THANK YOU for this, so often in the U.S. they are ruined.  Lemon slices are often served with Kristallweizen (the filtered version) though.  I'm glad you are enjoying them.

Offline Ket

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Re: Beer Blog
« Reply #131 on: August 07, 2010, 01:13:39 PM »
Beers I very much enjoy, and suggest you imbibe, but not necessarily all at the same sitting:

Kwak (Belgium)

I second this suggestion to imbibe!

Offline Transgirlenstein

Re: Beer Blog
« Reply #132 on: August 08, 2010, 11:43:12 AM »
Any chance of you doing Blue Moon?  It's one of my favorite pale wheat ales, well that and Hoengard.

Offline ParadoxTopic starter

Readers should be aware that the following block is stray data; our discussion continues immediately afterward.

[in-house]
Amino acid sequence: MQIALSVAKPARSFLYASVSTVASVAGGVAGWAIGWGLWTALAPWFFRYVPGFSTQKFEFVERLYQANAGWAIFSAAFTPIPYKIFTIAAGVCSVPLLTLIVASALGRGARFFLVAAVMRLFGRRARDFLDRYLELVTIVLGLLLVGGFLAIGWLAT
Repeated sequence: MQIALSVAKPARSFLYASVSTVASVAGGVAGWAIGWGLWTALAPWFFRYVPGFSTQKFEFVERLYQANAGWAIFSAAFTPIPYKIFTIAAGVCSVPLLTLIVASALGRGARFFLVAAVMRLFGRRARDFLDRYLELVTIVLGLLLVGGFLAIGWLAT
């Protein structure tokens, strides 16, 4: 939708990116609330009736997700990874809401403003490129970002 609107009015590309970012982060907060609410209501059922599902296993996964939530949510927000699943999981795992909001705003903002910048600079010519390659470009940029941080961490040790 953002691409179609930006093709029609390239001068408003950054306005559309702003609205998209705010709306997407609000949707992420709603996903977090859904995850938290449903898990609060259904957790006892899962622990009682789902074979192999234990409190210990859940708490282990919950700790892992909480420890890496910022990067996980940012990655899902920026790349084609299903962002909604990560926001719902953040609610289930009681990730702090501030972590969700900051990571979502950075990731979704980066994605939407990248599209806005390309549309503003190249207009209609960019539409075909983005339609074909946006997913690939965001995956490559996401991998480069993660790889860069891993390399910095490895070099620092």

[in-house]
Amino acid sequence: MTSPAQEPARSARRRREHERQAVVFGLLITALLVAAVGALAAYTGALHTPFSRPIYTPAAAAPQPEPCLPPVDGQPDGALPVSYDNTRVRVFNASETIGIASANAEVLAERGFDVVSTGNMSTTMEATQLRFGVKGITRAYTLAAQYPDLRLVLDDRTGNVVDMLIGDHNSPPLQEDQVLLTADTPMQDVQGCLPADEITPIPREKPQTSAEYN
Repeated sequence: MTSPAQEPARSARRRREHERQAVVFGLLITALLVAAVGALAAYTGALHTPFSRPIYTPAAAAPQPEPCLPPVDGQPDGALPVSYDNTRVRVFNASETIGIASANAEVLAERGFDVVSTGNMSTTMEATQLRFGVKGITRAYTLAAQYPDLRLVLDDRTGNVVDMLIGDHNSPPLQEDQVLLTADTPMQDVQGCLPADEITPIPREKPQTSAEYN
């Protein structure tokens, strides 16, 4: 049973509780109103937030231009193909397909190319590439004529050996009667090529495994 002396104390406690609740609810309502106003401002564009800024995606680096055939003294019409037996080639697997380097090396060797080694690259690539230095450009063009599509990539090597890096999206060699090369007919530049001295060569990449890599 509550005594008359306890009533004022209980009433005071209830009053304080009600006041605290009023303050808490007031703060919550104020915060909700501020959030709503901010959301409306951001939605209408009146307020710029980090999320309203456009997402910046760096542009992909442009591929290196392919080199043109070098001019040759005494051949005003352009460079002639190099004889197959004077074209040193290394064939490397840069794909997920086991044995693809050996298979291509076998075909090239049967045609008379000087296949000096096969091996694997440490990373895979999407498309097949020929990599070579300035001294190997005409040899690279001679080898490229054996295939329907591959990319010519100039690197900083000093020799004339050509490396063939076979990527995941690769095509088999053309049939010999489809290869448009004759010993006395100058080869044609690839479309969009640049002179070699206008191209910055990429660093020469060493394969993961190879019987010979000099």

Re: Beer Blog
« Reply #133 on: August 10, 2010, 01:10:43 PM »
Soon, Trans, soon! I've been in a bit of a beer rut lately, mostly due to a lack of time (aside from a ton of Yuengling and a few Samuel Adams Summer Ales, neither of which were consumed under conditions suitable for reviews).

It will likely be this weekend before I can post a new one, so in the meantime, this is a fun read:

Abnormal Ales: 10 Beers with Weird Ingredients

Offline Oniya

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Re: Beer Blog
« Reply #134 on: August 10, 2010, 01:23:40 PM »
The Saison du BUFF sounds very interesting, actually.

Offline ParadoxTopic starter

Re: Beer Blog
« Reply #135 on: August 10, 2010, 07:46:09 PM »
Saisons, by their very nature, are almost always interesting. That one definitely sounds good though.

Chile beer, another entry on the list, is a love-hate kind of beer. I love chiles. I love beer. Put them together, however, and it's pretty hit-or-miss.